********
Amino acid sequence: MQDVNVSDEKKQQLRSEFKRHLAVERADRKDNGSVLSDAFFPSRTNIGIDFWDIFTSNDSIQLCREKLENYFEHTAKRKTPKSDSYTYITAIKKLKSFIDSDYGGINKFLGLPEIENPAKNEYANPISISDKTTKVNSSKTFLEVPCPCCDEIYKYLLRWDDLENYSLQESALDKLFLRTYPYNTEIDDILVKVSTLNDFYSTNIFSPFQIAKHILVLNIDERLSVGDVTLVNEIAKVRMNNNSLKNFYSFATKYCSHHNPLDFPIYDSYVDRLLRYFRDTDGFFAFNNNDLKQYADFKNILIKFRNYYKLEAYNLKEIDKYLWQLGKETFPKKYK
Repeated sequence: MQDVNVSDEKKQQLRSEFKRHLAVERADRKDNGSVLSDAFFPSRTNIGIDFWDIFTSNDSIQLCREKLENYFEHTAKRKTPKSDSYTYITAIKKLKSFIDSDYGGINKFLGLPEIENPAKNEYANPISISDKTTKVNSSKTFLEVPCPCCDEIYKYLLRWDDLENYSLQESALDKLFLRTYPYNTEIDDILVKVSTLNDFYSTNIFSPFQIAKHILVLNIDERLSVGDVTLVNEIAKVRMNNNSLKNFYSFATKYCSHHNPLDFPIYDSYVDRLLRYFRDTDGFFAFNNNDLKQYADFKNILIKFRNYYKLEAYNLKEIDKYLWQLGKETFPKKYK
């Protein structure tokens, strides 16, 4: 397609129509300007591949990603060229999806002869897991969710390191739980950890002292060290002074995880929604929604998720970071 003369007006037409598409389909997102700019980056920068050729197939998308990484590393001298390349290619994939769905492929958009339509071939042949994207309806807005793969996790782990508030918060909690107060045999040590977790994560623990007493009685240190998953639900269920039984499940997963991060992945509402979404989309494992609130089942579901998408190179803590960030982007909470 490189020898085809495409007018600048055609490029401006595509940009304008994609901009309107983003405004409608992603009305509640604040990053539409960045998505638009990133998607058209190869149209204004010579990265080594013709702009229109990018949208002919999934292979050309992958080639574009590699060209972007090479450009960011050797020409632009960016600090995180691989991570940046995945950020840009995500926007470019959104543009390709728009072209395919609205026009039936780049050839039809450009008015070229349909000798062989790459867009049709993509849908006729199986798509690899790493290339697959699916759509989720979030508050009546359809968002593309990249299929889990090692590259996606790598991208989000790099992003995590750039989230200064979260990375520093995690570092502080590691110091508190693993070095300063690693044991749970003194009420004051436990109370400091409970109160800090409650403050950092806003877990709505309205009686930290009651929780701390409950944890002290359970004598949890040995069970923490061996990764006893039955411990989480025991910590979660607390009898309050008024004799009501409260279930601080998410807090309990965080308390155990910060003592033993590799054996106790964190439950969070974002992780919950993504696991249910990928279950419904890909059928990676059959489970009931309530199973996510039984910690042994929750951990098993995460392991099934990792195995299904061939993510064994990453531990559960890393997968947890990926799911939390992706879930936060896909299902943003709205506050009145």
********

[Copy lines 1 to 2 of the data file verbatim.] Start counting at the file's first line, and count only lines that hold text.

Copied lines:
Amino acid sequence: MQDVNVSDEKKQQLRSEFKRHLAVERADRKDNGSVLSDAFFPSRTNIGIDFWDIFTSNDSIQLCREKLENYFEHTAKRKTPKSDSYTYITAIKKLKSFIDSDYGGINKFLGLPEIENPAKNEYANPISISDKTTKVNSSKTFLEVPCPCCDEIYKYLLRWDDLENYSLQESALDKLFLRTYPYNTEIDDILVKVSTLNDFYSTNIFSPFQIAKHILVLNIDERLSVGDVTLVNEIAKVRMNNNSLKNFYSFATKYCSHHNPLDFPIYDSYVDRLLRYFRDTDGFFAFNNNDLKQYADFKNILIKFRNYYKLEAYNLKEIDKYLWQLGKETFPKKYK
Repeated sequence: MQDVNVSDEKKQQLRSEFKRHLAVERADRKDNGSVLSDAFFPSRTNIGIDFWDIFTSNDSIQLCREKLENYFEHTAKRKTPKSDSYTYITAIKKLKSFIDSDYGGINKFLGLPEIENPAKNEYANPISISDKTTKVNSSKTFLEVPCPCCDEIYKYLLRWDDLENYSLQESALDKLFLRTYPYNTEIDDILVKVSTLNDFYSTNIFSPFQIAKHILVLNIDERLSVGDVTLVNEIAKVRMNNNSLKNFYSFATKYCSHHNPLDFPIYDSYVDRLLRYFRDTDGFFAFNNNDLKQYADFKNILIKFRNYYKLEAYNLKEIDKYLWQLGKETFPKKYK